Christians are going through difficult times on account of the spread of the pandemic, which is preventing the faithful from participating in prayers at church, especially during this season rich in daily prayers.
This Holy Week, are we content to listen to prayers transmitted over social media such as Facebook? How can we really experience these prayers, when we are forbidden for health reasons from really participating?
In times of hardship, persecution and sicknesses as well as in times of ease, health and peace, the voice of Saint John Chrysostom is heard, calling to Christians: “Let your home be a church!” How can our home be a church? What did Saint John Chrysostom mean?
There is no general prescription for all homes on this topic. Every home has its distinct quality, in terms of location and inhabitants.. But there are broad guidelines for living out the church at home and if we follow them, we will experience Christian life in its profundity… So what are they?
It should first be pointed out that the purpose of the Christian life is to acquire the Holy Spirit and to live in Christ. For example, the purpose of educating our children is not limited to their becoming people of good standing in society, polite and cultured… Our purpose as Christians is for our children to be projects of holiness, filled with the Holy Spirit and love for God and humankind. We should also mention that the Church is not limited to the building of stone, but rather it is the Body of Christ and we are members of this body. In this way the family is a little church, the body of Christ. So where do we begin in setting up the church at home?
First of all, the Christian’s life is centered around prayer and this is something he learns at home. I remember how my grandmother would pray the prayers upon waking and the psalms of matins by memory as she stood in front of an icon that my grandfather brought back from his pilgrimage to the Church of the Resurrection as a blessing for the family. So the matter is first of all arranged by dedicating one of the corners of the house where icons are hung of the Lord Jesus Christ, the Mother of God Mary and the patron saints of the home and the parish. The father, mother and children arrange this space that is special for the family together. It is the home altar before which we stand and pray as a family, as one family gathered together in the real presence of the Lord! How is that? The Lord Jesus says, “Where two or three are gathered together in My name, I am there in the midst of them” (Matthew 18:20). The Lord Jesus is present and blesses us and He blesses our home, our family, our street, our village and our country… The power of the grace of the Holy Spirit, whom we invite to dwell within us, immerses us in these blessed moments when we come together to pray.
Second, what do we pray? If we take the prayers for Holy Week, we see that digital copies are available for us and we can pray from them. There is no single recipe for everyone, but quality is the foundation, along with the children’s participating in reading and prostrations and the reading of the Gospel, led by the father with the support of the mother and help of the children, placing before us a lit candle and fragrant incense, love for the Lord and His saints. The parish priest can indicate passages for the family to read or to chant together… But the most important thing is for the parents not to impose participating in prayer on the children, but rather to be a model for them to gradually imitate. This requires patience, effort and persuasion through calm dialogue, like many things in education in general. Reading the lives of saints to children can help them to understand the importance of prayer in their life, so that they may become shining lights for the Lord.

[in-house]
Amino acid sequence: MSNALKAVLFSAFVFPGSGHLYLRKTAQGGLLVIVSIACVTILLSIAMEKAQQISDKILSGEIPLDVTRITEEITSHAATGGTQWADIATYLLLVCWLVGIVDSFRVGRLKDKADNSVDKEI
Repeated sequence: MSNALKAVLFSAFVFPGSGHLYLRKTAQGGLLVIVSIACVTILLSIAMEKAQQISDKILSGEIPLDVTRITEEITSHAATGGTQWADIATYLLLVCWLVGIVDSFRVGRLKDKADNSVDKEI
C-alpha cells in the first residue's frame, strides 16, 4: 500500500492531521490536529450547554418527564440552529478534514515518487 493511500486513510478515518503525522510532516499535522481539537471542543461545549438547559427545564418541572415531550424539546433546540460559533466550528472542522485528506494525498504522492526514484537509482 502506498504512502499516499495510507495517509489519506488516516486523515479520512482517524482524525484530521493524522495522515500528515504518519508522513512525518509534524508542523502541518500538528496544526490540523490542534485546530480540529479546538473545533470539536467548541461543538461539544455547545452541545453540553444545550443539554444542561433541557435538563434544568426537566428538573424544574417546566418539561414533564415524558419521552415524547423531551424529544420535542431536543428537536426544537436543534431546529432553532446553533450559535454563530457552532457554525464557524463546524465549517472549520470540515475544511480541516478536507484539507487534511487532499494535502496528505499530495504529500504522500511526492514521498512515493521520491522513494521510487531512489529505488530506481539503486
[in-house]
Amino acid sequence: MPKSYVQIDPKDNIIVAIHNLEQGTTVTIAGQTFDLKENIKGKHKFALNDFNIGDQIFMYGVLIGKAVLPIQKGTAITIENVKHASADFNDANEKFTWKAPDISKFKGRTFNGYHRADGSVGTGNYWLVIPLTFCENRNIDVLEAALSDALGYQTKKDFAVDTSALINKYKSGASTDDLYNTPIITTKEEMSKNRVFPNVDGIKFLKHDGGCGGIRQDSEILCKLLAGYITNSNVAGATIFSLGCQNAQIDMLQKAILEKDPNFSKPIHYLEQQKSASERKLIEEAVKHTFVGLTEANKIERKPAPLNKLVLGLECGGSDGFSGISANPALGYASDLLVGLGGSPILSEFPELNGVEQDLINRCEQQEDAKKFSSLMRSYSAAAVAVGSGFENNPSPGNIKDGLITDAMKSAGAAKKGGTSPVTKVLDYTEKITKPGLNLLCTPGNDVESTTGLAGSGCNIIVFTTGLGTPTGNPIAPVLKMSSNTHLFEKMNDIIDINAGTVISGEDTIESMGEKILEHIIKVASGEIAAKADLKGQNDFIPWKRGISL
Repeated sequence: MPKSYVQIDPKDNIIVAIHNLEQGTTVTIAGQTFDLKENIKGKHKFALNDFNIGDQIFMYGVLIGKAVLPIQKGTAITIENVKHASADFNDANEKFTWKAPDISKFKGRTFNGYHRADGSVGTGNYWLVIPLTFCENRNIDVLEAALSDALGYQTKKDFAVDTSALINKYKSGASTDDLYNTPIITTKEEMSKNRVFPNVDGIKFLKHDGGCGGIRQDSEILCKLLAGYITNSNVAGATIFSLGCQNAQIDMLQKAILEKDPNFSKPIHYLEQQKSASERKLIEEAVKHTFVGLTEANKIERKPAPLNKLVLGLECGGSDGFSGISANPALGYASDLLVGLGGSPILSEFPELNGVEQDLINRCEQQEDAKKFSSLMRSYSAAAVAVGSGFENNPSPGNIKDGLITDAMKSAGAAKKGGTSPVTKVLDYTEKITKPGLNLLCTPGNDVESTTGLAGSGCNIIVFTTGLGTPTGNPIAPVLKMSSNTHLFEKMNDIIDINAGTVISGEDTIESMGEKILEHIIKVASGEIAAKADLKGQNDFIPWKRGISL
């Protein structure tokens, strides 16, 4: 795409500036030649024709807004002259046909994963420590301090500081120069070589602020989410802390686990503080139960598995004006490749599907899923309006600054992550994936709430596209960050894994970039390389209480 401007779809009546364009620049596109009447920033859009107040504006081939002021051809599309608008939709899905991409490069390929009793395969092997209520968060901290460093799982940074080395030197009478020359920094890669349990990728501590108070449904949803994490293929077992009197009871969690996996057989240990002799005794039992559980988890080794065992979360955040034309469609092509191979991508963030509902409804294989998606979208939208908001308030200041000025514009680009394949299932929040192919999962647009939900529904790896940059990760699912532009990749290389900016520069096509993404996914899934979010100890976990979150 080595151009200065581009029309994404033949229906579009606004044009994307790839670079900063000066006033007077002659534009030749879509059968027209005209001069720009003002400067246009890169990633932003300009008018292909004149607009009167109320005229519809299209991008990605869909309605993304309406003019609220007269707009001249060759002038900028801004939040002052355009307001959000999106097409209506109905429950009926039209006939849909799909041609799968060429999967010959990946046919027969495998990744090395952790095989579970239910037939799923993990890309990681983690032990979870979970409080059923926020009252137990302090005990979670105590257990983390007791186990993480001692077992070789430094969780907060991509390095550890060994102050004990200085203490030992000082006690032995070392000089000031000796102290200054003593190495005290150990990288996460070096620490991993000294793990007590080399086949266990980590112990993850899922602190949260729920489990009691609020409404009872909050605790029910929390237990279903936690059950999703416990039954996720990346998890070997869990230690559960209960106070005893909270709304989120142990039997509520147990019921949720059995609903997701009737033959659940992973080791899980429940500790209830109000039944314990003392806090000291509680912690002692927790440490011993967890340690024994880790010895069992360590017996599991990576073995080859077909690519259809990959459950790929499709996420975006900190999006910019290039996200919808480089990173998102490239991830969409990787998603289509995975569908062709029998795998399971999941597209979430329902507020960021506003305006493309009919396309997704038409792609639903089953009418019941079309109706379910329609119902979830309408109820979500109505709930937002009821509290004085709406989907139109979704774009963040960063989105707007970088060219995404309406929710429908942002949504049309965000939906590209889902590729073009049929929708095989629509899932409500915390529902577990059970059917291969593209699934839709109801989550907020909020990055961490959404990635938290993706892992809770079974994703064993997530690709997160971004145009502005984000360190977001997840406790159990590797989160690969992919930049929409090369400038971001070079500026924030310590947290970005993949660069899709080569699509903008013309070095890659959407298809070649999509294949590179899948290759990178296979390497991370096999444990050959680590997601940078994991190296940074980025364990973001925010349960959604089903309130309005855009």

Third, when should we pray? During these days, there must be a special time dedicated to prayer in the life of the family, a time that the family chooses and is appropriate to their daily schedule. There is no doubt that the choice of a time for prayer is not easy. The Church’s experience emphasizes becoming accustomed to a rhythm of prayer. That is, for everyone to dedicate a specific time every day to prayer, just like there is a time for gathering around the table for a meal or for watching a favorite program on television. It is a time when we set aside every earthly care, whether listening to music or watching television or using the phone, in order to be completely devoted to the Lord.
Fourth, one learns constant prayer in the home. How? When the father faces a stumbling-block in his work, he looks to the Lord, thanks Him and seeks His help, saying: “Lord Jesus Christ have mercy.” And when the mother gets tired of housework and teaching the children, she looks to an icon of Our Lady, draws inspiration from her tenderness and grace and sighs: “Most Holy Mother of God, help me.”
Fifth, prayer should be accompanied by living out the Lord’s commandments and self-examination. A person should return to himself, be alone with himself, and not permit anger to take control if he has a disagreement with his wife or children. With the Lord’s help, he can spread peace in the home. Saint Porphyrios the Seer warned about mothers and fathers bickering every day or week in front of their children. Dealing with everyday differences and not letting them turn into profound disagreements, by relying on one’s spiritual father and self-reflection, is the most important spiritual lesson for children. The children absorb how to live the Gospel through how their mother and father behaving with each other in a Christian manner. An attitude of mutual forgiveness and a spirituality of humility spread the aroma of joy through every corner of the home.
In this way, we will grow together in love of Christ and build in the home a little church that gives glory to God!